Symptoms of ALB infestation are similar to symptoms of many pest infestations, including yellowing leaves, and dieback of branches. Specific signs include bleeding wounds in the trunk or large limb bark, indicating oviposition of eggs. There may also be large (3/8-inch), perfectly circular holes in the trunk or large limbs and frass (sawdust) on the ground near the holes. The beetles themselves may also be visible during mid to late summer months, feeding in the canopy.


 


 

Photo by Taylor Scarr, Ontario Ministry of Natural Resources, Bugwood.orgEmerald Ash Borer


Emerald Ash Borer (EAB, Agrilus planipennis) is another exotic beetle that was discovered in southeastern Michigan near Detroit in the summer of 2002. The adult beetles nibble on ash foliage but cause little damage. The larvae (the immature stage) feed on the inner bark of ash trees, particularly green, black and white ash, disrupting the tree’s ability to transport water and nutrients. EAB probably arrived in the United States on solid wood packing material carried in cargo ships or airplanes originating in its native Asia. Emerald Ash Borer is now present in 18 Midwest, Northeast and Mid-Atlantic states, as well as Ontario and Quebec, and has killed upward of 60 million trees in those areas.


EAB larvae live under the bark and feed on the vascular tissues. Larvae create meandering galleries through the phloem, vascular cambium and etch the xylem, effectively girdling the tree. The tree responds by sprouting new (epicormic) branches below the disrupted tissues. Dieback of the canopy is a symptom of EAB larval infestation as many as one half of the branches may die back as infestation progresses. The bark will split over dead vascular tissues, and trees may die within only two years of the onset of symptoms. Extensive woodpecker damage is also a symptom of EAB attack.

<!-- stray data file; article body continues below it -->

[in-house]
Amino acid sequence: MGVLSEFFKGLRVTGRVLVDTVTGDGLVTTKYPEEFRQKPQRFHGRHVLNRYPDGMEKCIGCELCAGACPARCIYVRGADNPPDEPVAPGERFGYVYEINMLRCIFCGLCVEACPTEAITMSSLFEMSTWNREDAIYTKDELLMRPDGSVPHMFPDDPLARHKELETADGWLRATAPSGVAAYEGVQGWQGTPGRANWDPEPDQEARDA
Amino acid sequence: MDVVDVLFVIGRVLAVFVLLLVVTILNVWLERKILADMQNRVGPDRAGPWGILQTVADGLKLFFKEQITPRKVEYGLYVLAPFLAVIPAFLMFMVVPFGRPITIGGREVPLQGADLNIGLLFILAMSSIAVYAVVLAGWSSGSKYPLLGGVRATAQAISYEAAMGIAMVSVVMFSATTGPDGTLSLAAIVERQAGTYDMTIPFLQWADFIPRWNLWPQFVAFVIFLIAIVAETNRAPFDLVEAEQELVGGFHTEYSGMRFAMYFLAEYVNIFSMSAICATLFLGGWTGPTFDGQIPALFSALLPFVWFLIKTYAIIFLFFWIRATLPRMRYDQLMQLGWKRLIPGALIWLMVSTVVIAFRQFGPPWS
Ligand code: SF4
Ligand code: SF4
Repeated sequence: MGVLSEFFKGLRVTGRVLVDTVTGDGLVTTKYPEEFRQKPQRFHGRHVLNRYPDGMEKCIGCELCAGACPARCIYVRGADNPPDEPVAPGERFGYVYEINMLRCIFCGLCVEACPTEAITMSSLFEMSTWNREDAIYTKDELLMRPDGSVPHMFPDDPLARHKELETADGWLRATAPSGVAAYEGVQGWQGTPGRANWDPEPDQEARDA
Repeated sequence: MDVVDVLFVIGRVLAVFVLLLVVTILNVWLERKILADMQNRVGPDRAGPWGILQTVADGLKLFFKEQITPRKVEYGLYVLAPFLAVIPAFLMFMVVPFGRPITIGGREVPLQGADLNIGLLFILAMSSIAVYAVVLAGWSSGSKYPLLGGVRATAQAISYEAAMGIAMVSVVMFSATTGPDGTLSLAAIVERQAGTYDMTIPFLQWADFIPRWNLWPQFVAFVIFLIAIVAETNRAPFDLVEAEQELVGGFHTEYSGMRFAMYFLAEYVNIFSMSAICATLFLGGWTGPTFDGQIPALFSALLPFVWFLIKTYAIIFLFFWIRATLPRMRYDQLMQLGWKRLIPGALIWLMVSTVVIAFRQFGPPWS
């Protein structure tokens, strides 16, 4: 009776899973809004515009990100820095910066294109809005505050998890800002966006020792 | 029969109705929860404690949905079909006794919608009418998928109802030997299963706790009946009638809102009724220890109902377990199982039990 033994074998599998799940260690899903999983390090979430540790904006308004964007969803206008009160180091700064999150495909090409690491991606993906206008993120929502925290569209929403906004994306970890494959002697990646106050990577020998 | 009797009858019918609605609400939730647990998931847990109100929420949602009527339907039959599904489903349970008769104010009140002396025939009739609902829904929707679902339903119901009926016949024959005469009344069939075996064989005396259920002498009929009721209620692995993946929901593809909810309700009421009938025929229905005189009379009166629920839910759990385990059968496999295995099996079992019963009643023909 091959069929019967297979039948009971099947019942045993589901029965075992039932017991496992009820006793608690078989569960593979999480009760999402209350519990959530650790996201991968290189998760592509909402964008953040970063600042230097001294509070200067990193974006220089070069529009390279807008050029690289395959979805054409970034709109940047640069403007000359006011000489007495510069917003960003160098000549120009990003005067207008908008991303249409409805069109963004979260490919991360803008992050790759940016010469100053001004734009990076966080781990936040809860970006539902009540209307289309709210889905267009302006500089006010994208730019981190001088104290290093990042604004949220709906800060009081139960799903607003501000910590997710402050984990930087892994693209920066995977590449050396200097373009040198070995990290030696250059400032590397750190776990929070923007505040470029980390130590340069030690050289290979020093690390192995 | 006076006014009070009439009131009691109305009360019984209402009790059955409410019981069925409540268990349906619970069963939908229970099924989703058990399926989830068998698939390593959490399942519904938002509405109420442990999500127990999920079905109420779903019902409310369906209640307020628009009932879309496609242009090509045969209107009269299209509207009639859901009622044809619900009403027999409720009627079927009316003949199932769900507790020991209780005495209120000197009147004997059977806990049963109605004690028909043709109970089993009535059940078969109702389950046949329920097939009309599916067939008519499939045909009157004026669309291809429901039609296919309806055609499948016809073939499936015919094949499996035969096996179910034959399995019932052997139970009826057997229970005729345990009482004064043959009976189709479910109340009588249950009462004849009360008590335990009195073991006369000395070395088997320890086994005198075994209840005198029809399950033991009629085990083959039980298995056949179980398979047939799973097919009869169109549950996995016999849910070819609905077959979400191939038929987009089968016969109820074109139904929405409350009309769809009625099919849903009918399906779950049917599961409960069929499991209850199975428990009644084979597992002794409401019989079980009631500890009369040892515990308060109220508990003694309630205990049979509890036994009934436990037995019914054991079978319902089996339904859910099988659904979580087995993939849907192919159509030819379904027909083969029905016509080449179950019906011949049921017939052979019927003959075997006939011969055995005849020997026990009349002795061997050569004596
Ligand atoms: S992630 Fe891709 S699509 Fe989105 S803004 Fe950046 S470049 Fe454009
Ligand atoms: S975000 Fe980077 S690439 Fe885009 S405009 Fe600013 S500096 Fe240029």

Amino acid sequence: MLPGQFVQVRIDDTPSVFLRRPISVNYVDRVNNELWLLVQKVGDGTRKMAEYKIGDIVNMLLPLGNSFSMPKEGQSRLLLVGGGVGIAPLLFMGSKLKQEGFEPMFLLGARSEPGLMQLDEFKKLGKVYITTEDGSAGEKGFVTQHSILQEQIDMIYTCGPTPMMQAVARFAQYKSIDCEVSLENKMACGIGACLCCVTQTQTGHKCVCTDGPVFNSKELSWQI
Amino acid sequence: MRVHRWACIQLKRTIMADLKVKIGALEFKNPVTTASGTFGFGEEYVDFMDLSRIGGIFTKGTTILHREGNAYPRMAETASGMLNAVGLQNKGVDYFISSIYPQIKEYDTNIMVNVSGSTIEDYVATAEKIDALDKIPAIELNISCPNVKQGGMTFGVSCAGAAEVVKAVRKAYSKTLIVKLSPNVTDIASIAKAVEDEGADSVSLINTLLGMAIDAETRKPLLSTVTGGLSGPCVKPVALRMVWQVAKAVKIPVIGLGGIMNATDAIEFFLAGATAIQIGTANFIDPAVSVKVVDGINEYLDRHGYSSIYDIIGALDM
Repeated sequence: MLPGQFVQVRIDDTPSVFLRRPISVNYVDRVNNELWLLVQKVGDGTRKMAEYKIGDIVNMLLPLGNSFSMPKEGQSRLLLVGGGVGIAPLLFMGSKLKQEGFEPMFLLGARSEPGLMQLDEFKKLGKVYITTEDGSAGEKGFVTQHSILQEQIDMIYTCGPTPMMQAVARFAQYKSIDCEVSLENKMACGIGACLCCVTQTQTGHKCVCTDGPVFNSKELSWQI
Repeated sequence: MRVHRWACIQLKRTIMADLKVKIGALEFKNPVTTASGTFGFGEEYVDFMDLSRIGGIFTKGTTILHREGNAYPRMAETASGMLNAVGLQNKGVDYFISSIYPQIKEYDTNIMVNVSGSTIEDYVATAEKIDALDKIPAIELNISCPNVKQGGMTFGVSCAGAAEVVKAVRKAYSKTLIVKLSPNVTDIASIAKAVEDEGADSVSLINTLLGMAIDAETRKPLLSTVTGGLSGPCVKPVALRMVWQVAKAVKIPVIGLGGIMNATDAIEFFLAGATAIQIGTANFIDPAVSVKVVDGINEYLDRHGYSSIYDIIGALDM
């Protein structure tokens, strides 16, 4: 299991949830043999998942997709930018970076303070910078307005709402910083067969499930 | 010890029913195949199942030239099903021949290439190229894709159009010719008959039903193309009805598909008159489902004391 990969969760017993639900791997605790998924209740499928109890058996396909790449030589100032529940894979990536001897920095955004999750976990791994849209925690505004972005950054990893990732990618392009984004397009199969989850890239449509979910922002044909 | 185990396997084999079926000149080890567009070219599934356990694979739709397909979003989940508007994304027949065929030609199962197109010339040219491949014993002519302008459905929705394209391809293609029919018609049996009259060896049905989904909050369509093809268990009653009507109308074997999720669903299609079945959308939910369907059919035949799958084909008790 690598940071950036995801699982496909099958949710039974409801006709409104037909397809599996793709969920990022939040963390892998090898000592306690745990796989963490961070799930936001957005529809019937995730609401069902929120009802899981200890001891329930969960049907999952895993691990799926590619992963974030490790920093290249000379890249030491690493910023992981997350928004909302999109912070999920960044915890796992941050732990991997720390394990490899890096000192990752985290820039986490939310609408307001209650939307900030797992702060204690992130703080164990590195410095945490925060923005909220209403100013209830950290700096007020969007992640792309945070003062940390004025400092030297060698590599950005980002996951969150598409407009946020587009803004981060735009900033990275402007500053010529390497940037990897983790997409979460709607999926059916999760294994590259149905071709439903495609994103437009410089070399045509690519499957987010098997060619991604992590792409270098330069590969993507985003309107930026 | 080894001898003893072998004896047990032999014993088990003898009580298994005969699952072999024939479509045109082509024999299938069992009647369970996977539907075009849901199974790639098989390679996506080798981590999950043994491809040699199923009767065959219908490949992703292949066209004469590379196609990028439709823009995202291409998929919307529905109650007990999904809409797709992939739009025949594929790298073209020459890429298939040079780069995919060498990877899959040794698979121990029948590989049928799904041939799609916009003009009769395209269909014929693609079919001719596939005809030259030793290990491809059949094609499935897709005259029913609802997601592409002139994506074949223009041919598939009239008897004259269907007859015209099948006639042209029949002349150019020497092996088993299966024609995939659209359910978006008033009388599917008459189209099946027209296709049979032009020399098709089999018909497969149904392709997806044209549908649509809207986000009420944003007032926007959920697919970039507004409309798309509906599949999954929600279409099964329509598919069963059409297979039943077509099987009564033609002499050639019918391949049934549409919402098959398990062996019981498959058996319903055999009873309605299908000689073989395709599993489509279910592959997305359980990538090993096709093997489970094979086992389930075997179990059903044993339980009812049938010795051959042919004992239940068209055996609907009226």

Photo provided by Arborjet Inc.Rugose Spiraling Whitefly


Rugose Spiraling Whitefly (RSWF, Aleurodicus rugioperculatus) is a nuisance pest discovered in southern Florida in 2009 on Gumbo Limbo trees. This whitefly appears to have a very broad host range from palms to woody ornamentals and fruits. It is now found along the Atlantic and Gulf coasts, primarily where coconut palms grow. Adult RSWF congregate on the undersides of the leaves to feed and reproduce.


The most noticeable symptoms of an infestation of this whitefly are the abundance of the white, waxy material covering the leaves, and also excessive sooty mold. Like other sucking insects, the RSWF will produce large amounts of “honeydew,” a sugary substance, which causes the growth of sooty mold. The actual effect of an infestation on the health of a plant is unknown; however, whiteflies in general can cause plant decline, defoliation and branch dieback.


 


Polyphagous Shot Hole Borer


Polyphagous Shot Hole Borer (PSHB, Euwallacea fornicatus) is a new pest in Southern California. This ambrosia beetle drills into trees and brings with it a poperii of fungi (Fusarium sp., Graphium sp. and Acremonium sp.). As of summer 2012, it has been found to attack more than 200 species of trees in the Los Angeles area, including the native Coast Live Oak (Quercus agrifolia) and the California Sycamore (Platanus racemosa), as well as 52 species (about 57 percent) of the most common street trees in the area.